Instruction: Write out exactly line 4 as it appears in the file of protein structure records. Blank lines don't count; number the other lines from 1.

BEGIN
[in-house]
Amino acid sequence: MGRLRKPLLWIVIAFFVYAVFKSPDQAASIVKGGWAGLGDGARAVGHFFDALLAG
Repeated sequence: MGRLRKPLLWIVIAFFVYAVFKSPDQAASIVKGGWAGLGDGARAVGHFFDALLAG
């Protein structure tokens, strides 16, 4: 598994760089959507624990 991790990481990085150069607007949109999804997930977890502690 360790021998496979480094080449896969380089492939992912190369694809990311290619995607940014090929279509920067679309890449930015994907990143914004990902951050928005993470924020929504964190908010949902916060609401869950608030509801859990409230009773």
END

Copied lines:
């Protein structure tokens, strides 16, 4: 598994760089959507624990 991790990481990085150069607007949109999804997930977890502690 360790021998496979480094080449896969380089492939992912190369694809990311290619995607940014090929279509920067679309890449930015994907990143914004990902951050928005993470924020929504964190908010949902916060609401869950608030509801859990409230009773």